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Yellow flag

16 April 2012 By Jeff Glekin

Infosys’ legal troubles in the United States may complicate life for India’s feted outsourcing industry. Outsourcers have been a relative bright spot in a market dogged by worries about India’s growth prospects. But an investigation into allegations Infosys broke visa rules to get Indian employees into the United States will put them on eggshells. Until the air clears, this is another reason to avoid Indian stocks.

Indian outsourcers have been a shelter of sorts for investors, offering a way to play the India theme without the worries about domestic growth and political paralysis. They had a recession-proof appeal: companies eager to cut costs in good times would be more desperate to do so in bad times. As a result, Infosys shares had fallen only 8 percent in 2012 up to April 13, while market heavyweight Reliance Industries had slid 26 percent.

Yet Infosys shares have plunged 15 percent since April 13, when the technology group predicted that this year’s revenue growth might slip below 10 percent, and warned that the visa investigations could affect earnings – the first time the case appeared in its financial statements since the allegations emerged in early 2011. Shares of competitors Tata Consultancy Services and Wipro fell 5 percent and 4 percent respectively.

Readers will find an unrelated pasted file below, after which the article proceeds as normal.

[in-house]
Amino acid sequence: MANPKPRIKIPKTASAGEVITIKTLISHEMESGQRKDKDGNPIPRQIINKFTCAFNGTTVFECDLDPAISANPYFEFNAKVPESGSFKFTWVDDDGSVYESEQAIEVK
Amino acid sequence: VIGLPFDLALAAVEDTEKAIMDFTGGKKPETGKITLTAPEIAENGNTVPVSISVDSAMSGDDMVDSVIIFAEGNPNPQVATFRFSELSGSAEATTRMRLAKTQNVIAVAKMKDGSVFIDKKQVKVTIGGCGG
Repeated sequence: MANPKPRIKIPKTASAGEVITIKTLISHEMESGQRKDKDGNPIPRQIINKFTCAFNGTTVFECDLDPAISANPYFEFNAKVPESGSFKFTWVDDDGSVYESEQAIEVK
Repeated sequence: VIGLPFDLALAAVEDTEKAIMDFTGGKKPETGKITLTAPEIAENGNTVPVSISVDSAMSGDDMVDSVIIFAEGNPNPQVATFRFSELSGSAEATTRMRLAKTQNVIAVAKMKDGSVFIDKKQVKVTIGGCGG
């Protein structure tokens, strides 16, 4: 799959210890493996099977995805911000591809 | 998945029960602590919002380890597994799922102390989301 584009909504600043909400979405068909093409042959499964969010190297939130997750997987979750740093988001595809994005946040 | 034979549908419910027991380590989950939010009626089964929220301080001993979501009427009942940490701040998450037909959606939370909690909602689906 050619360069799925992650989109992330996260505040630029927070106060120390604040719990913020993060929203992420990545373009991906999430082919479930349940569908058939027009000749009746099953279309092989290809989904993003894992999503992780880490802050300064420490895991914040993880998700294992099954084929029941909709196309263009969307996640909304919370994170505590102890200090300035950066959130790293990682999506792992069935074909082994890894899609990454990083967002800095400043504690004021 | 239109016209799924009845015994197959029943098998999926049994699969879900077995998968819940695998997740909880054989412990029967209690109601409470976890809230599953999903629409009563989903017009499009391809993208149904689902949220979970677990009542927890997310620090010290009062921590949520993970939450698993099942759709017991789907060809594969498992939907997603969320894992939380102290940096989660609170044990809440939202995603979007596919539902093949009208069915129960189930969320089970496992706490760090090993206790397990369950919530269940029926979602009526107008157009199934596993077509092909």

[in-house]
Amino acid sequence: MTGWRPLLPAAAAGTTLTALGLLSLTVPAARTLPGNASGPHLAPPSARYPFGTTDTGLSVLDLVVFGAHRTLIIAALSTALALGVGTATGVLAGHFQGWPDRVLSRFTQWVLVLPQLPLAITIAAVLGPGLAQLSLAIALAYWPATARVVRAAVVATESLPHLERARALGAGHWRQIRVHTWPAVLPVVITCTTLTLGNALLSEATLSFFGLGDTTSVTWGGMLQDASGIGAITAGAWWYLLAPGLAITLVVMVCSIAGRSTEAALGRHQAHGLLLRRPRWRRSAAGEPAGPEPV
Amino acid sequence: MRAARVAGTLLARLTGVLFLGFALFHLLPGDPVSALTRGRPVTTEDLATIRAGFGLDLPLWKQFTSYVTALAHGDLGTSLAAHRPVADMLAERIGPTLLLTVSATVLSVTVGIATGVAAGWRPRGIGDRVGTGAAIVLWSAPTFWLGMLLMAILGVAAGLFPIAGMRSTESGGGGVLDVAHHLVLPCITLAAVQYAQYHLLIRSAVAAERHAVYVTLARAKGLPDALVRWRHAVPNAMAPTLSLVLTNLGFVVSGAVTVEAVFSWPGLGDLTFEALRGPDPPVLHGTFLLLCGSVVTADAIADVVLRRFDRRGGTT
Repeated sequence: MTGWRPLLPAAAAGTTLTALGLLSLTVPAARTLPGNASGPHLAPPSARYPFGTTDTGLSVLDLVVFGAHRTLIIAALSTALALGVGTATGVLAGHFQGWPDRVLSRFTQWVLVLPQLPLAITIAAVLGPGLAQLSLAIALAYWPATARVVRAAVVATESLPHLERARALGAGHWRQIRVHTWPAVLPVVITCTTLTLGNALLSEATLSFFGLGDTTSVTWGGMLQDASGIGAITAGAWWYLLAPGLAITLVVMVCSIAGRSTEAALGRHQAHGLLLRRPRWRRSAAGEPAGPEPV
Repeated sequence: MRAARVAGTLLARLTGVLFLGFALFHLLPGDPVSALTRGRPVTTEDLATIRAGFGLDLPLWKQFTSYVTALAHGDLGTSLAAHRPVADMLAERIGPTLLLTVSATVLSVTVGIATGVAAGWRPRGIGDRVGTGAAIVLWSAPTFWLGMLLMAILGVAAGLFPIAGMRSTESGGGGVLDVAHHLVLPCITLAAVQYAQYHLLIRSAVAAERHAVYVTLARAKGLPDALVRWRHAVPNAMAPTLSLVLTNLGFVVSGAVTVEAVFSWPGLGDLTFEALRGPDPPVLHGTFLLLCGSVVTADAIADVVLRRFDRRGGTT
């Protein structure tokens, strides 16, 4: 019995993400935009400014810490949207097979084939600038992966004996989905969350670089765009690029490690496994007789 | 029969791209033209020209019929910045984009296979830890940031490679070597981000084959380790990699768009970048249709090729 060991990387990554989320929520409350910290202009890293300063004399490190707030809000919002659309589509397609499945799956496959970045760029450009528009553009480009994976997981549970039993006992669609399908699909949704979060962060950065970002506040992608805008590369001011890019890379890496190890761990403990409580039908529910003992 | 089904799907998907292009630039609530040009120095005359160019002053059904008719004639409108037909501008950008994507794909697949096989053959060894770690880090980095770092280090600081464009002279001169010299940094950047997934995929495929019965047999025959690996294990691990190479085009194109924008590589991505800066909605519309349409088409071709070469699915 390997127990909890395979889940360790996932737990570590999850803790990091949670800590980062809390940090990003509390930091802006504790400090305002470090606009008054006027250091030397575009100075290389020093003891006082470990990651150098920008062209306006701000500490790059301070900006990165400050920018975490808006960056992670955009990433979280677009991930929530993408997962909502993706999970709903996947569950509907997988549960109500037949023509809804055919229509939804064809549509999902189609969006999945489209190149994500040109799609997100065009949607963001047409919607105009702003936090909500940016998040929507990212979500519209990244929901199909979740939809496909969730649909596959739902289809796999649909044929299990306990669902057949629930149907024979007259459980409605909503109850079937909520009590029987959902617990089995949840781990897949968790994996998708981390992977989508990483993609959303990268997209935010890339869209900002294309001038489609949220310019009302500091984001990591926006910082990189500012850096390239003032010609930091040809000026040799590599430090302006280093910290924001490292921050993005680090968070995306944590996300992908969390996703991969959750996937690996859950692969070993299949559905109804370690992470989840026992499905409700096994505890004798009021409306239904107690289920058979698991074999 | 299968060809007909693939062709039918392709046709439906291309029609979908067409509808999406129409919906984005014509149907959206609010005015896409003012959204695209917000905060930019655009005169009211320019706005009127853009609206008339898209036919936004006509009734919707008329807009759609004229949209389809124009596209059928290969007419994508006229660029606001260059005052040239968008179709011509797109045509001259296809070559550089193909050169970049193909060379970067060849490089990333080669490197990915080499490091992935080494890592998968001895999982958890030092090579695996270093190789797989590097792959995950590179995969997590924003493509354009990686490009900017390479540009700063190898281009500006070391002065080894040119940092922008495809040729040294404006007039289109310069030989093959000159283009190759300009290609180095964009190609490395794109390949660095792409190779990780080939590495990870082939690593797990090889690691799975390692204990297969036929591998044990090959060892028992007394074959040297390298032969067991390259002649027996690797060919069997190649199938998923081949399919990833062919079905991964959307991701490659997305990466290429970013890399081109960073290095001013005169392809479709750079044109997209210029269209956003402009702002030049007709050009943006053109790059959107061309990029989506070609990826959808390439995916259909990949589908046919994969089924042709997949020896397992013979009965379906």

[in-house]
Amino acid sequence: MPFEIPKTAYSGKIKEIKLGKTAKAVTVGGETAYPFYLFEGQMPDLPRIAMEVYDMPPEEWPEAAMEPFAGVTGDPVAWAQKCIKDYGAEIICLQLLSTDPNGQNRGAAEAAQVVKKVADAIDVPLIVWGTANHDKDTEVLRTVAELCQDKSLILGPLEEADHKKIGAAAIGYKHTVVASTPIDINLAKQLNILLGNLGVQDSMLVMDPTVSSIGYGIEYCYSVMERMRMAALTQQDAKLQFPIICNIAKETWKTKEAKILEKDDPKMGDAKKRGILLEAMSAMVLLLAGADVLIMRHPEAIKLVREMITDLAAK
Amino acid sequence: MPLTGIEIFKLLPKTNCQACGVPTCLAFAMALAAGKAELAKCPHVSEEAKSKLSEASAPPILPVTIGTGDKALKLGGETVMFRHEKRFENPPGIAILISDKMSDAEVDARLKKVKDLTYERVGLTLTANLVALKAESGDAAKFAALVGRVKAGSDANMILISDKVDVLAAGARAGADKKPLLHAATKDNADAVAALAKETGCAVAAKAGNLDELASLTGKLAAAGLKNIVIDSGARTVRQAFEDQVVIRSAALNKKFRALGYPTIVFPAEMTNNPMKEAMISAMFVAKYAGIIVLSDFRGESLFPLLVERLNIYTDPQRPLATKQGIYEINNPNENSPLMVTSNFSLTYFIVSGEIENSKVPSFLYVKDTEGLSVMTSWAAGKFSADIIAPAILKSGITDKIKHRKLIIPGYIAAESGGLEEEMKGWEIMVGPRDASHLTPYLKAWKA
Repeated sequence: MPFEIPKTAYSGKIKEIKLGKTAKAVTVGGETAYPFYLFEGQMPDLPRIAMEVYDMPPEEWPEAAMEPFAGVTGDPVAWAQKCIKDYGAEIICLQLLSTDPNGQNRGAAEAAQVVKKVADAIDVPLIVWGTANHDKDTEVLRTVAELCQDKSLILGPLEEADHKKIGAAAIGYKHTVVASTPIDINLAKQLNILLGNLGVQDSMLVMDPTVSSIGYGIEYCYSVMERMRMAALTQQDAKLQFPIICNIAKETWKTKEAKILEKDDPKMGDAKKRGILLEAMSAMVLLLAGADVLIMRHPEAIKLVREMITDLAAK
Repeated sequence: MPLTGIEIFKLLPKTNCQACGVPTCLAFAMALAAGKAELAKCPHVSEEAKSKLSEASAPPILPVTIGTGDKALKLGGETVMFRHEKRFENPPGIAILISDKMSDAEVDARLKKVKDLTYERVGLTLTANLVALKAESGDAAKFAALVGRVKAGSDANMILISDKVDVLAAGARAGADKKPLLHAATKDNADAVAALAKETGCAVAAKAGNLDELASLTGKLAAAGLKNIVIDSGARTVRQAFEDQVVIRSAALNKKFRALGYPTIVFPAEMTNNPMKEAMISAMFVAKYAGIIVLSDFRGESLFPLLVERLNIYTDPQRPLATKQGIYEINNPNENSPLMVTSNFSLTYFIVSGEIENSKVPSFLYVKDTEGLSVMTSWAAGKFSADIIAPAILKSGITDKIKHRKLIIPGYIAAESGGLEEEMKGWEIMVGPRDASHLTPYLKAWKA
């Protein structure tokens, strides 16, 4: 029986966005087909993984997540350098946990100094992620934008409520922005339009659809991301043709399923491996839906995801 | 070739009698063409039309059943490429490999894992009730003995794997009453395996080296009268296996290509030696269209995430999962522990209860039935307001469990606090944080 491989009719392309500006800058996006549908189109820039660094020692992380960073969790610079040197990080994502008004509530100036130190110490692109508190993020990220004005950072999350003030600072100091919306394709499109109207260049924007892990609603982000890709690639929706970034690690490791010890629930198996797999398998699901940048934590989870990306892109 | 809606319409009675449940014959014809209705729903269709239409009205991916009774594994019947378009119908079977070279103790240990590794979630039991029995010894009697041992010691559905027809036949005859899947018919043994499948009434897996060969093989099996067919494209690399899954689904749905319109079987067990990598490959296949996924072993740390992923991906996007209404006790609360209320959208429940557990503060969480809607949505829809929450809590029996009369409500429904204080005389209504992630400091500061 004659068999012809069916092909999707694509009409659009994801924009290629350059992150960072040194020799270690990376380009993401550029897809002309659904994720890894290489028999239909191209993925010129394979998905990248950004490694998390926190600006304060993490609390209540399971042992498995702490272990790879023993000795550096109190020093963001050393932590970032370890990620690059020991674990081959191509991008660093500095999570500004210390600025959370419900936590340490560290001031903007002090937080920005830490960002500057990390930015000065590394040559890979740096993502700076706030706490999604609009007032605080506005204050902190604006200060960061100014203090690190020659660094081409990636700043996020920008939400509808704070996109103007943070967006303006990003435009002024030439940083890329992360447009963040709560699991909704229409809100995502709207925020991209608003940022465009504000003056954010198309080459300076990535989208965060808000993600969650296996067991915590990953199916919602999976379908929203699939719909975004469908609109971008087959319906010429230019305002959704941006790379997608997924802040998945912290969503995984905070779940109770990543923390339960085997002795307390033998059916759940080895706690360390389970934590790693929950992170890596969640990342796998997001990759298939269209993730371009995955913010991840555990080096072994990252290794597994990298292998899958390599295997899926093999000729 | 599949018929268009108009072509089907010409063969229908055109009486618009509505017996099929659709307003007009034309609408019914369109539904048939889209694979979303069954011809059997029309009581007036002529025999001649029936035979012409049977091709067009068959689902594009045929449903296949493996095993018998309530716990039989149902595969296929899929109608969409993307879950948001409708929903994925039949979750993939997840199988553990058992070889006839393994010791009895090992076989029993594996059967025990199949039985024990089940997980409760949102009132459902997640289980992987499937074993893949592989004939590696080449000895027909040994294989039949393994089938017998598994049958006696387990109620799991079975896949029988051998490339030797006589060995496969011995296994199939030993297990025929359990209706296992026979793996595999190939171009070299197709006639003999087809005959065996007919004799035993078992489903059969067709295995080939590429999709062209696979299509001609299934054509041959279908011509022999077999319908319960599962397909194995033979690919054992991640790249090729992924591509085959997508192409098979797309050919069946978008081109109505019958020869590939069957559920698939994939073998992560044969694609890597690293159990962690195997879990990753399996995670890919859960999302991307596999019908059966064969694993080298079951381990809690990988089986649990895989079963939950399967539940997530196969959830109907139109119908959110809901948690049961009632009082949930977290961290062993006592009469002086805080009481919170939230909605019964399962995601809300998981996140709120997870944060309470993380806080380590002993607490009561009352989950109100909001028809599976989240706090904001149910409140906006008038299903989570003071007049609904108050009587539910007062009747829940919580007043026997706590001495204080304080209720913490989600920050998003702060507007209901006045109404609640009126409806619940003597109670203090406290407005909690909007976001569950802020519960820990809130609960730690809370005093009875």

All this comes at a sensitive time. The upcoming U.S. election year means politicians may feel obliged to be tough over immigration issues. India has also challenged rising U.S. visa fees in the World Trade Organization. The industry is maturing, too. While once it could rely on moving jobs from expensive America to cheap India, many big companies now want services performed locally, which puts Infosys up against the likes of IBM and Accenture. The Indian group now has 15,000 employees – 10 percent of its workforce – in the United States.

However the investigation turns out, India’s outsourcers will now find U.S. revenues come at greater expense. Even if a legal crackdown or political backlash doesn’t make it harder to bring Indian workers in, making sure the i’s are dotted and t’s are crossed is likely to raise costs and put a brake on expansion. For global investors, that’s likely to reduce India’s allure even further.


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